The 15th Annual March to Abolish the Death Penalty will be held in Houston on Saturday October 25, 2014 at 2 PM.

Now is the time to join the fight to end the death penalty! More and more people are concluding that the death penalty is a punishment that Texas can do without.

Texas has executed more than 500 people since 1982. Since Rick Perry became governor more than 250 people have been executed, including Todd Willingham, who was an innocent person executed by Texas in 2004.

Anthony Graves is an innocent person who was released in October 27, 2010 after 18 years in prison for a crime he did not commit, including 14 years on Texas death row.

12th Annual March to Abolish the Death PenaltyPerryWillinghamLogoI Am Innocentposter12x18willingham2010blackwhite11th Annual March to Abolish the Death Penalty (12 x 18 Poster)Postcard for 2010 March to Abolish the Death PenaltyULEAD00002shujaapetition4334609754_275950f221_o41611_77905759472_9845_ntmnsign10th Annual March to Abolish the Death Penalty Photos by Jennifer Ross10th Annual March to Abolish the Death Penalty Photos by Jennifer Ross10th Annual March to Abolish the Death Penalty Photos by Jennifer Ross10th Annual March to Abolish the Death Penalty Photos by Jennifer Ross10th Annual March to Abolish the Death Penalty Photos by Jennifer Ross10th Annual March to Abolish the Death Penalty Photos by Jennifer Ross10th Annual March to Abolish the Death Penalty Photos by Jennifer Ross10th Annual March to Abolish the Death Penalty Photos by Jennifer Ross10th Annual March to Abolish the Death Penalty Photos by Jennifer Ross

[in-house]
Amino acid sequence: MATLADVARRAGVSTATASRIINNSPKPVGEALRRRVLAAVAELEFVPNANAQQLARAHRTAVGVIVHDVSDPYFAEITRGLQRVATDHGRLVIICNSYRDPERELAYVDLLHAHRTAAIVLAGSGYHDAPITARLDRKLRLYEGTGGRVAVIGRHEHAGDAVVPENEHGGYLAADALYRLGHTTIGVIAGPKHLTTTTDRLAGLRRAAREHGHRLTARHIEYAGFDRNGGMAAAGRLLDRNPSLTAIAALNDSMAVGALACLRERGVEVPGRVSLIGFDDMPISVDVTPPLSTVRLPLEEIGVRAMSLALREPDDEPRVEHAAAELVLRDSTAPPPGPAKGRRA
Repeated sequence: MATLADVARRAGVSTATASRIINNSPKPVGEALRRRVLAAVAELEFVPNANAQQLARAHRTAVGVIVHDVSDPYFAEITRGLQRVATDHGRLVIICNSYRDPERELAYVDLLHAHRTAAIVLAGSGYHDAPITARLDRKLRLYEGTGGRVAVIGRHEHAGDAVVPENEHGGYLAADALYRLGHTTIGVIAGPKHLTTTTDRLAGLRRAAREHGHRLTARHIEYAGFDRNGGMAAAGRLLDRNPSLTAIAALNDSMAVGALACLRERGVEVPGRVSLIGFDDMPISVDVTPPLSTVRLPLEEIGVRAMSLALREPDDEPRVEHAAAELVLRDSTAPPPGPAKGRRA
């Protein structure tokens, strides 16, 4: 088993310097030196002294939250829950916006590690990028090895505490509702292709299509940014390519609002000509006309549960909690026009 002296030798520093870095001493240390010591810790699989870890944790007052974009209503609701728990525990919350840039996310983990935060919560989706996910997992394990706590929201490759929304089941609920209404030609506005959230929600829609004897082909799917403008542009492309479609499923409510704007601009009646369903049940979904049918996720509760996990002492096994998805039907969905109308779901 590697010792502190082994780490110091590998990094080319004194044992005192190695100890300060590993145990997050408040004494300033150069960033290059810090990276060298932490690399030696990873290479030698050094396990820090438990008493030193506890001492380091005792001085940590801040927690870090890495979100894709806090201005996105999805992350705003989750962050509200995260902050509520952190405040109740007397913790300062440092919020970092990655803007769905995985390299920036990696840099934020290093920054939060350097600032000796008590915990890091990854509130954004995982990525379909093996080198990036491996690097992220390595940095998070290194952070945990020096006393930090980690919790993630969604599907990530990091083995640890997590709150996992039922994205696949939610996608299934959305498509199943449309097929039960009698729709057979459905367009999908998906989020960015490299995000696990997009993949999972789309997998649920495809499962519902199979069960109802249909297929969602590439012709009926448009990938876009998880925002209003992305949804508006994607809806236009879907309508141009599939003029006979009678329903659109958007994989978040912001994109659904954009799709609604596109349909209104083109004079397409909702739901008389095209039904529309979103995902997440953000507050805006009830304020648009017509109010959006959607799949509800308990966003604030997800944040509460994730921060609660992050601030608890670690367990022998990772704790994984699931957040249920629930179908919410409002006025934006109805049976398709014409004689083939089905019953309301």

Death Row Exoneree Gary Drinkard to Attend 11th Annual March to Abolish the Death Penalty

Gary Drinkard

Gary Drinkard

Gary Drinkard, an innocent man who spent almost six years on death row in Alabama, will be a special guest at the 11th Annual March to Abolish the Death Penalty on October 30 at the Texas Capitol in Austin at 2 PM. Gary was released from death row on May 25, 2001. He will join exonerees Shujaa Graham, Curtis McCarty, Ron Keine, Albert Burrell and Greg Wilhoit at the march. Gary is coming to the march courtesy of Witness to Innocence.

Gary Drinkard was sentenced to death in 1995 for the robbery and murder of a 65-year-old automotive junk dealer in Decatur, Alabama. He was assigned two court-appointed lawyers; one specialized in collections and commercial work and another represented creditors in foreclosures and bankruptcy cases. These lawyers failed to present two witnesses: physicians who would have testified that Gary’s recent back injury made committing the crime a physical impossibility. Despite being home at the time of the murders, Gary was convicted and given the death sentence.

Yet Gary maintained his innocence, barely believing his sentence. The conviction rested primarily on testimony by Gary’s half-sister and her common-law husband, both facing charges for unrelated crimes. In exchange for testifying, all the charges against Gary’s half-sister were dismissed.

“The system is broken,” he says. “I don’t think the death penalty is appropriate for anyone. God is the only one who has the right to take a life.”